NSW Election Newsletter – Issue 3
16 March 2015
Election campaigns deliver colour and movement of their own special brand and week 3 of the 2015 NSW election campaign was no exception. From funding promises to Taronga and Western Plains zoos through to a cow manure delivery to the doorstep of Lismore Nationals MP Thomas George as part of an anti-CSG protest, such was life on the hustings.
In a sign the election is creeping ever closer, there were three official campaign launches this week, including yesterday’s launch of The Nationals’ campaign in the heartland regional city of Dubbo, home to leader Troy Grant. The launch came with a commitment for a new $1billion XPT train fleet and $500 million to upgrade the Newell Highway.
Meanwhile, back in Sydney The Greens held their official campaign launch at the University of Technology, pledging to tax property speculators and big business to raise $20 billion, the equivalent of the Coalition’s expected proceeds from electricity assets privatisation. The Greens would direct funding to a range of initiatives including a $2.75 billion local infrastructure and job creation project to ‘kick-start’ struggling communities.
On Thursday, Singleton hosted the Country Labor campaign launch, signalling the party’s focus on both the Lower Hunter seats as well as the electorate of Upper Hunter following the retirement of long-serving Nationals MP George Souris.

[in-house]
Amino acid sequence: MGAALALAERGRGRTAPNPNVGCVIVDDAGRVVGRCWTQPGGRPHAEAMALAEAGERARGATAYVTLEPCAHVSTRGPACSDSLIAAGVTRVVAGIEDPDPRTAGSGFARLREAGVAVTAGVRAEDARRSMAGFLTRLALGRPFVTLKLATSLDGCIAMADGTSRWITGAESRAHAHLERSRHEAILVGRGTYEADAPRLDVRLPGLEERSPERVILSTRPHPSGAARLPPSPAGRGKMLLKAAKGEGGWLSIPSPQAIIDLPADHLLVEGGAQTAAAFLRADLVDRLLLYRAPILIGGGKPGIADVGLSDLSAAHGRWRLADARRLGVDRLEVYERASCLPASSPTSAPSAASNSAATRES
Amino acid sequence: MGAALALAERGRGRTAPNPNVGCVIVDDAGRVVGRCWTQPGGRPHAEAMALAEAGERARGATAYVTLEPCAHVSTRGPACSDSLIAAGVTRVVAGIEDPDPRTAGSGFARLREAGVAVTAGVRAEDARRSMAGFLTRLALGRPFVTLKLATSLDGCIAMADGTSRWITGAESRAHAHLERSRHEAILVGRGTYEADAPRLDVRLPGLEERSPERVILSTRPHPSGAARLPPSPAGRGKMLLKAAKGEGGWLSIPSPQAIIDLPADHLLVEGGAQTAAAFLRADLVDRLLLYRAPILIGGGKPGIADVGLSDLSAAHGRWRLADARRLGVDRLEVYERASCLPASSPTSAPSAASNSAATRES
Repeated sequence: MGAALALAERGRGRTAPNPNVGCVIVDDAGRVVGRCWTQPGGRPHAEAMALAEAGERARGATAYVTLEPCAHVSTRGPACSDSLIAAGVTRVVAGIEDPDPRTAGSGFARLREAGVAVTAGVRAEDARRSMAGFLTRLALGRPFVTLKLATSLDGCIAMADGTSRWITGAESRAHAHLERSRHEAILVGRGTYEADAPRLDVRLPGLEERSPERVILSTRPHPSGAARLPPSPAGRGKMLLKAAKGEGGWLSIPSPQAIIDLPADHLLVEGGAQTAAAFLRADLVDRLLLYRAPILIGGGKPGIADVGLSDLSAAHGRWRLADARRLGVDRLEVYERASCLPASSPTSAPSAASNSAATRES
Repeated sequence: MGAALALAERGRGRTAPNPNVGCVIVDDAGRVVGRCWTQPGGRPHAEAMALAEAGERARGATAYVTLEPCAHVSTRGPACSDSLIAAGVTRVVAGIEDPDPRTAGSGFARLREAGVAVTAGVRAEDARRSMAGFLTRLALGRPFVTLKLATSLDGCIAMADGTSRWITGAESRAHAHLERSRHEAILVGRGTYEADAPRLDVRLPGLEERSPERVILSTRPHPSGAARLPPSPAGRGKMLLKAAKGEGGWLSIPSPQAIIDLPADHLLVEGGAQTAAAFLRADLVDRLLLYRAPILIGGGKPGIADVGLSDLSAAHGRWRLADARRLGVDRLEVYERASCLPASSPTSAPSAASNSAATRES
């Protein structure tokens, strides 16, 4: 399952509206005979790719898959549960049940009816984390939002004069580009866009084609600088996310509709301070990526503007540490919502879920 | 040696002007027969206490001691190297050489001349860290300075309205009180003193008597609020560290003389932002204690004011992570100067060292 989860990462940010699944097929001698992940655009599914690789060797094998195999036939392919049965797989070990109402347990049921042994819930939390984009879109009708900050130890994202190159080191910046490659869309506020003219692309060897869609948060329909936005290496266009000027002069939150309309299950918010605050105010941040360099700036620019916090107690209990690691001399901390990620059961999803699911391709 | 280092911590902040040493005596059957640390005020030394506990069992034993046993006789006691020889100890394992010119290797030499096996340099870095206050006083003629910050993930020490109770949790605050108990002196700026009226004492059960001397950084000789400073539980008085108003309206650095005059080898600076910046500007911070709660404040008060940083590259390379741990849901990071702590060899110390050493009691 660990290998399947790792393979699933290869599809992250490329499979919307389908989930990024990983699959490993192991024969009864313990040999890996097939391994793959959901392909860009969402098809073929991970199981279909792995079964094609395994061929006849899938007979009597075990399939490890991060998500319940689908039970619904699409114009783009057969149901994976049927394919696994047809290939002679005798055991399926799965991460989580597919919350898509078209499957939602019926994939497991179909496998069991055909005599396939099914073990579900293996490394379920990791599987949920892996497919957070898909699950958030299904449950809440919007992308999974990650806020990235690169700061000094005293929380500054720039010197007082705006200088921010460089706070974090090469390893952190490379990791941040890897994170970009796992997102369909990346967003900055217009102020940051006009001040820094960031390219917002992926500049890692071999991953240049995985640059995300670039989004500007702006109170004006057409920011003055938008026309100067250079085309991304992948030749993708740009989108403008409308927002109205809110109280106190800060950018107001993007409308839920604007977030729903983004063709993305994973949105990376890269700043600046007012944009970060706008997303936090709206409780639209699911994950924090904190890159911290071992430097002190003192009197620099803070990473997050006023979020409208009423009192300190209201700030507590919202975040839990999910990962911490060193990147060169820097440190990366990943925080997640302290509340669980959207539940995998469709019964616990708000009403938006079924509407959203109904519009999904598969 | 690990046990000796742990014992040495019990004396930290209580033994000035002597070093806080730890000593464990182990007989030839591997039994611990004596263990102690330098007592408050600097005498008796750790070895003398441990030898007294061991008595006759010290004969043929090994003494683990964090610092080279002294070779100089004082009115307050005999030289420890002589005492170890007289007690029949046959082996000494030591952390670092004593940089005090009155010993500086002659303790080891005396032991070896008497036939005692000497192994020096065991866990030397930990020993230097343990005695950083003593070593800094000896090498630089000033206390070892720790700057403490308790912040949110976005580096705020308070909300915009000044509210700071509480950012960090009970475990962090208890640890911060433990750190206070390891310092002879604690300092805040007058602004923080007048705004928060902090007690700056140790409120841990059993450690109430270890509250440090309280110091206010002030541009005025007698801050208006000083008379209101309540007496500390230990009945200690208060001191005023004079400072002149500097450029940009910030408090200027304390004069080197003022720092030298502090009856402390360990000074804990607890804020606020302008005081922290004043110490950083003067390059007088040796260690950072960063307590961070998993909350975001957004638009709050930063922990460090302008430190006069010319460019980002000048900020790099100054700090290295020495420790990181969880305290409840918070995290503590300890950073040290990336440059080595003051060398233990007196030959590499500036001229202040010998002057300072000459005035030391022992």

As in all state election campaigns, law and order continued to feature with Labor and the Coalition making commitments for additional police numbers of 480 and 310 respectively and funding for new technology. Yesterday Premier Baird announced a plan to crackdown on the drug ice, including increasing roadside drug tests, improving treatment services, making it easier to charge dealers with possession and increasing community awareness about the dangers of the drug. Labor has previously committed to a 21stCentury Drug Summit to tackle the whole-of-government challenges posed by ice.
The final leaders’ debate on ABC on Friday night was a relatively relaxed and mature affair with Labor’s Luke Foley exploiting community concerns about electricity asset sales, accusing the Premier of having softened his language over the past week and no longer using the term privatisation. The Premier continued to press Mr Foley on how he would fund his election commitments.
A Galaxy/Daily Telegraph poll of 820 voters taken last Wednesday and Thursday has the Coalition ahead 54:46 on a two-party preferred basis, up one point on last month. Labor will be buoyed by an improvement in the recognition of their leader, with 38 per cent of those surveyed able to name Luke Foley, compared to 19 per cent in January; however he still trails the 65 per cent of respondents who could name Mike Baird as Premier. On preferred Premier, Baird leads 49 per cent to Foley 24 per cent with 27 per cent uncommitted.
These results will be on the minds of pundits as pre-poll opens across the State today and the first votes in the 2015 election are cast.